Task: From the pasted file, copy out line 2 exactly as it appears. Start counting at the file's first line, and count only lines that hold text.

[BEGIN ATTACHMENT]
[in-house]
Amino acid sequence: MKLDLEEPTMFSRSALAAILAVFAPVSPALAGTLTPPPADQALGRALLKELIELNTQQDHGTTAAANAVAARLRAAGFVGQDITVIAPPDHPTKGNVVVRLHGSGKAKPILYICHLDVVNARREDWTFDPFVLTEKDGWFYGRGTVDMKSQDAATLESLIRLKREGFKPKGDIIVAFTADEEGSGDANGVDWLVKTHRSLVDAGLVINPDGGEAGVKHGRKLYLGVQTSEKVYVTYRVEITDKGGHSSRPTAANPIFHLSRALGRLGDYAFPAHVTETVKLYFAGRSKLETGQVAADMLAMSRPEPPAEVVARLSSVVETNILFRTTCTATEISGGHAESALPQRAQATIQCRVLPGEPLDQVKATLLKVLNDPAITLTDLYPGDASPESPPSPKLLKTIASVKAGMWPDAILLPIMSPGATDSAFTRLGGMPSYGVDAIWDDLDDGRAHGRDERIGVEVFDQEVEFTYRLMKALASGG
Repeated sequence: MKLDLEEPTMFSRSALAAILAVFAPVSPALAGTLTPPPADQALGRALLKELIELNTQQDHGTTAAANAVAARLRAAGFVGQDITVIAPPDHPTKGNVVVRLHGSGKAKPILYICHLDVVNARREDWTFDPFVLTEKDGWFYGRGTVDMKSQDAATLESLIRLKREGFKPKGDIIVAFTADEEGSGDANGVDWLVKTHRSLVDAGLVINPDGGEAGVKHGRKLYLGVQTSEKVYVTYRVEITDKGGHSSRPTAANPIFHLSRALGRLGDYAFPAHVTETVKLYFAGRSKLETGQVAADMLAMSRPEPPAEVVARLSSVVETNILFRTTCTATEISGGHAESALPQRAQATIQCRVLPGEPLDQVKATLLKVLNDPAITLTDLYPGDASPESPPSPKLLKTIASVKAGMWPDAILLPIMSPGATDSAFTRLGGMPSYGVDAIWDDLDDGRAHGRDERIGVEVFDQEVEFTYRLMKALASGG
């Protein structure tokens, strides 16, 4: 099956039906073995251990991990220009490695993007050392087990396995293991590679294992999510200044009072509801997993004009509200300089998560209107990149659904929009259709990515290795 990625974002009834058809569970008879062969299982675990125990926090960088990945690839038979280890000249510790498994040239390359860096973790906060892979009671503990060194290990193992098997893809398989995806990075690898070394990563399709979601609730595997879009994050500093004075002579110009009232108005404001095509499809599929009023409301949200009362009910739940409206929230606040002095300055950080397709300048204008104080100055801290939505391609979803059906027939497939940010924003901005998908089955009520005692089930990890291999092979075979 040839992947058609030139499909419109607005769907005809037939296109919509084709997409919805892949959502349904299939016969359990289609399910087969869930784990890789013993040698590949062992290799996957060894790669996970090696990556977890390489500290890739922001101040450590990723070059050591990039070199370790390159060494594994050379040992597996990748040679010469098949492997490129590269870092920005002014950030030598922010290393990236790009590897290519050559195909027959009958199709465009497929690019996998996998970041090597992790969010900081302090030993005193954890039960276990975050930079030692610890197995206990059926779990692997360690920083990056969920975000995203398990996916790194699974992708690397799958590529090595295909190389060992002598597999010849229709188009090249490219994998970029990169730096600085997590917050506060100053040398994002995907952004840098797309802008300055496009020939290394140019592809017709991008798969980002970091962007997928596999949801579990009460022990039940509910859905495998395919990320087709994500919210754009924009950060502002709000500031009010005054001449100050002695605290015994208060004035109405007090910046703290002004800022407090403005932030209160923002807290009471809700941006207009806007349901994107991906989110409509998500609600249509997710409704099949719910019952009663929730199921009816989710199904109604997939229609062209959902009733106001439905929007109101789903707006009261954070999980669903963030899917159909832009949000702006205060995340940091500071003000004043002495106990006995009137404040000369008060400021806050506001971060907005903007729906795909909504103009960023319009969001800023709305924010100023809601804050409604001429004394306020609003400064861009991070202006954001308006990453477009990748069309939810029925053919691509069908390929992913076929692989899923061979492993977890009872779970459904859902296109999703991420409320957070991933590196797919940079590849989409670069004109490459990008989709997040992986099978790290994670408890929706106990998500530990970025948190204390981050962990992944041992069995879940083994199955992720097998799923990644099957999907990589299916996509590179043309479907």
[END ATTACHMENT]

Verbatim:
Amino acid sequence: MKLDLEEPTMFSRSALAAILAVFAPVSPALAGTLTPPPADQALGRALLKELIELNTQQDHGTTAAANAVAARLRAAGFVGQDITVIAPPDHPTKGNVVVRLHGSGKAKPILYICHLDVVNARREDWTFDPFVLTEKDGWFYGRGTVDMKSQDAATLESLIRLKREGFKPKGDIIVAFTADEEGSGDANGVDWLVKTHRSLVDAGLVINPDGGEAGVKHGRKLYLGVQTSEKVYVTYRVEITDKGGHSSRPTAANPIFHLSRALGRLGDYAFPAHVTETVKLYFAGRSKLETGQVAADMLAMSRPEPPAEVVARLSSVVETNILFRTTCTATEISGGHAESALPQRAQATIQCRVLPGEPLDQVKATLLKVLNDPAITLTDLYPGDASPESPPSPKLLKTIASVKAGMWPDAILLPIMSPGATDSAFTRLGGMPSYGVDAIWDDLDDGRAHGRDERIGVEVFDQEVEFTYRLMKALASGG